Sue (Monica Dolan) is preparing to wave goodbye to her son Daniel (Earl Cave) as he jets off to America to spend the summer with his father. A last-minute phone call from Daniel’s dad cancels those plans, leaving the sulky teenager with his mother for the duration of the summer. The uneasy relationship between the two is put to the test as they try to battle through the unexpected time together and navigate their own pent up issues.
Days of the Bagnold Summer is based on the graphic novel by Joff Winterhart and it’s the directorial debut of The Inbetweeners star Simon Bird. Due to Bird’s involvement, it’s likely that people will come to this film expecting an Inbetweeners type film but that’s most certainly not what they’ll get. Instead Days of the Bagnold Summer is a sensitive and pensive look at the troubled relationship between a mother and the son she can’t seem to understand or relate to.
On the plus side the relationship is captured realistically. Any single parent that has found themselves spending an interrupted summer with a moody teenager will be able to relate and that relationship is what the entire film hangs on. Sue is trying to step out of her comfort zone, flirting (literally) with the idea of dating one of Daniel’s teachers while Daniel channels his anger into falling out with his best friend, becoming the lead singer of a rock band and putting his mum down at every opportunity.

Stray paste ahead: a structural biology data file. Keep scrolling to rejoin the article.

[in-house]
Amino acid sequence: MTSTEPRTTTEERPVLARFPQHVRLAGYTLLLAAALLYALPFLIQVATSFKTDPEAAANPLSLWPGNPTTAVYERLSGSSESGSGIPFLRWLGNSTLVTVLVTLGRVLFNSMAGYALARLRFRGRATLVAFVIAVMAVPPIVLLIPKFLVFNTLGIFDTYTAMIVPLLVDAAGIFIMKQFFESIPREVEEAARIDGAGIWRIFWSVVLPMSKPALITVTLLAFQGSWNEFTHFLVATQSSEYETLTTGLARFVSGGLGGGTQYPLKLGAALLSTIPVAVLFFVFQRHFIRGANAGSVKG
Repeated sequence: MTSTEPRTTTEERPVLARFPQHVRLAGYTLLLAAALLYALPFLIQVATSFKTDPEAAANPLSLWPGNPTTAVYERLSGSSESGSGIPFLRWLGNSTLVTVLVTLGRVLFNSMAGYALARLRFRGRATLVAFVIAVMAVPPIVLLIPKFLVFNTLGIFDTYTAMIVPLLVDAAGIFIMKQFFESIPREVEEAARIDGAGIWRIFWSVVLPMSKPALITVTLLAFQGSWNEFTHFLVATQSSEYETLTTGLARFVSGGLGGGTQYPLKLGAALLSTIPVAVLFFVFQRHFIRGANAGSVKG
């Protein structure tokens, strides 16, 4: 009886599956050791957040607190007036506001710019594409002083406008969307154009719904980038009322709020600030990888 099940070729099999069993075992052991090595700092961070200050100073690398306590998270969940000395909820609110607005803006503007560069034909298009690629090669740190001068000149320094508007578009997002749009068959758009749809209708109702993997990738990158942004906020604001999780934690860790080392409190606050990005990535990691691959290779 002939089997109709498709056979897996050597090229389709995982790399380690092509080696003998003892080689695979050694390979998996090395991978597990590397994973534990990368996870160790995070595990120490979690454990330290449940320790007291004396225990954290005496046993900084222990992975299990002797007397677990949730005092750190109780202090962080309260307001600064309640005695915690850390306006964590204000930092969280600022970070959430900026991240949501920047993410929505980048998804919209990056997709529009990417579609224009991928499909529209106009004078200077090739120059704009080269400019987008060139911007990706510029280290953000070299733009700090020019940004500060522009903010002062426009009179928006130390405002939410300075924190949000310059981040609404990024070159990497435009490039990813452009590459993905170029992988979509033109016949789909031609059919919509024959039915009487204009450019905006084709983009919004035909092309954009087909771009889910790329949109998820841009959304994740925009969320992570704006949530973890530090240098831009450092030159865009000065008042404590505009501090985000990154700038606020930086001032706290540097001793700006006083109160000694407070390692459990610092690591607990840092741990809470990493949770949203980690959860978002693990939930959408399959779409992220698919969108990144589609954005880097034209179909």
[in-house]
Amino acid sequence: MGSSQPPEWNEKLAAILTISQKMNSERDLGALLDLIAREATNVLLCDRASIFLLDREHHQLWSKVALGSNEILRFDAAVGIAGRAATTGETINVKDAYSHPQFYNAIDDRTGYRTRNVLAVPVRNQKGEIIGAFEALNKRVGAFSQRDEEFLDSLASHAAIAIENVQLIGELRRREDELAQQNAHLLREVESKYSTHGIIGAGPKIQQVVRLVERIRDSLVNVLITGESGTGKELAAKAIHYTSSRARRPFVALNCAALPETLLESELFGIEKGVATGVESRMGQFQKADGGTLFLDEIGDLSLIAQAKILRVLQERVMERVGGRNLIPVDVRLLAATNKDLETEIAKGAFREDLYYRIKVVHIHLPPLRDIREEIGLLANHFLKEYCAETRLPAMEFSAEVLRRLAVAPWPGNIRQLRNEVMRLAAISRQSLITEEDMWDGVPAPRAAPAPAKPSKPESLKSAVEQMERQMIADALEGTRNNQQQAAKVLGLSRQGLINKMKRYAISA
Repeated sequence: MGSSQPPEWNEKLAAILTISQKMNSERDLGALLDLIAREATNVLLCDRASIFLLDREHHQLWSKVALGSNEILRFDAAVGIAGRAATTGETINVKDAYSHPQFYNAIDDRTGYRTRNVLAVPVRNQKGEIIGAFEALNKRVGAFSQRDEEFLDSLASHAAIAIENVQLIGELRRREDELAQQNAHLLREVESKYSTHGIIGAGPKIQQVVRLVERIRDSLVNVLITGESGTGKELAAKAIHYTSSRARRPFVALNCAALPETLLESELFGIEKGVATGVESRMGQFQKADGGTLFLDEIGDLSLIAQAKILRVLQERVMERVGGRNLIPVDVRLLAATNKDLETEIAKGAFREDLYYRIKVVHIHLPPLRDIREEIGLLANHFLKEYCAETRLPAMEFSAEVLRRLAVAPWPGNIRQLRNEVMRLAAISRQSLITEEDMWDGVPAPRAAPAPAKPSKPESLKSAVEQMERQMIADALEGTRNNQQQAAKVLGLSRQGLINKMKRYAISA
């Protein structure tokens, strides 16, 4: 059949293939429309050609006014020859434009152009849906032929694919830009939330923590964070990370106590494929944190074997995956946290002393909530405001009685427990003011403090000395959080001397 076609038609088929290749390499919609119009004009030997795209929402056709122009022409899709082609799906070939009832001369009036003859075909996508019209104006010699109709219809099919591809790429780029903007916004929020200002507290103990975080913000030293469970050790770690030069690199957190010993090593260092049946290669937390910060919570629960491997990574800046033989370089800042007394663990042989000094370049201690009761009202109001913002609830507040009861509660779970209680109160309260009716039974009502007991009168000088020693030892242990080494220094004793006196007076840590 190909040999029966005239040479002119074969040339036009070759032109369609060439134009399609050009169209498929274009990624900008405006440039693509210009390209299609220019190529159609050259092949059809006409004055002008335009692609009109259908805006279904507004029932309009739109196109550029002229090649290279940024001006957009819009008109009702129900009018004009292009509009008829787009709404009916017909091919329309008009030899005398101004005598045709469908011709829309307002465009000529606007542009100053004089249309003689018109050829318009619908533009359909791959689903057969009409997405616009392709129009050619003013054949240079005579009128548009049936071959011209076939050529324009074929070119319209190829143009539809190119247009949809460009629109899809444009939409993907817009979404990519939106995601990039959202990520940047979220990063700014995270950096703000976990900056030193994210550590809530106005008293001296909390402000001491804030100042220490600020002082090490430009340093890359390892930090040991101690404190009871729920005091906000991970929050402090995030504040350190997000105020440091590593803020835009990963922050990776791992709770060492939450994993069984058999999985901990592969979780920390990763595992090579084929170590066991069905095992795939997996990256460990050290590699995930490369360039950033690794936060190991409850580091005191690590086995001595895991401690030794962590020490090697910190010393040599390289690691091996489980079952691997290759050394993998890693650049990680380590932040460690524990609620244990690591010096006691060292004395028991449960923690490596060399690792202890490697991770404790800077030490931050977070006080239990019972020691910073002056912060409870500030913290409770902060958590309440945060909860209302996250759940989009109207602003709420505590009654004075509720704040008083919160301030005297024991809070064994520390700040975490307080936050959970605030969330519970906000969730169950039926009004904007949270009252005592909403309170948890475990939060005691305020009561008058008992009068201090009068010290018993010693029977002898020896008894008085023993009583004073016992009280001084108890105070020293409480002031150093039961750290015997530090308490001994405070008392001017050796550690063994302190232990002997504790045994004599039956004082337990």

On the down side, that’s pretty much all that there is to this film. The laugh-out-loud moments you expect never area and there’s not a single moment of real drama across the 86 minutes. It feels more like we’re getting a glimpse into the dynamic between Sue and Daniel than watching a compelling story unravel. The lack of laughs and dramatic tension left me wondering exactly what point Bird was trying to get across. The film adds nothing to the oft-explored family relationship dynamic that is at the heart of many a film.
Monica Dolan is practically unrecognisable as Sue and her performance here is very good. She plays Sue sympathetically as a mother who is trying to make her son happy but never seems to manage to get it right. Earl Cave on the other hand is a little too one note. There’s no depth or layers to Daniel past the grimacing and sulking so he doesn’t really give Dolan much to work with. The rest features familiar faces such as Tamsin Greig and Rob Brydon, who are no doubt doing Bird a favour by appearing.
Days of the Bagnold Summer doesn’t really have very much to say and that’s my overall issue with it. The performances, for the most part, are fine but the story doesn’t really go anywhere. It’s light on laughs, devoid of drama and offers nothing new as it explores a mother-son dynamic. With Bird behind the camera I’d had high hopes and while this is a well-made film, it’s not one I’m going to remember as the weeks pass by.
Cast: Monica Dolan, Earl Cave, Tamsin Greig, Rob Brydon, Alice Lowe Director: Simon Bird Writer: Lisa Owens (screenplay), Joff Winterhart (graphic novel) Certificate: 15 Duration: 86 mins Released by: Altitude Film Release date: 8th June 2020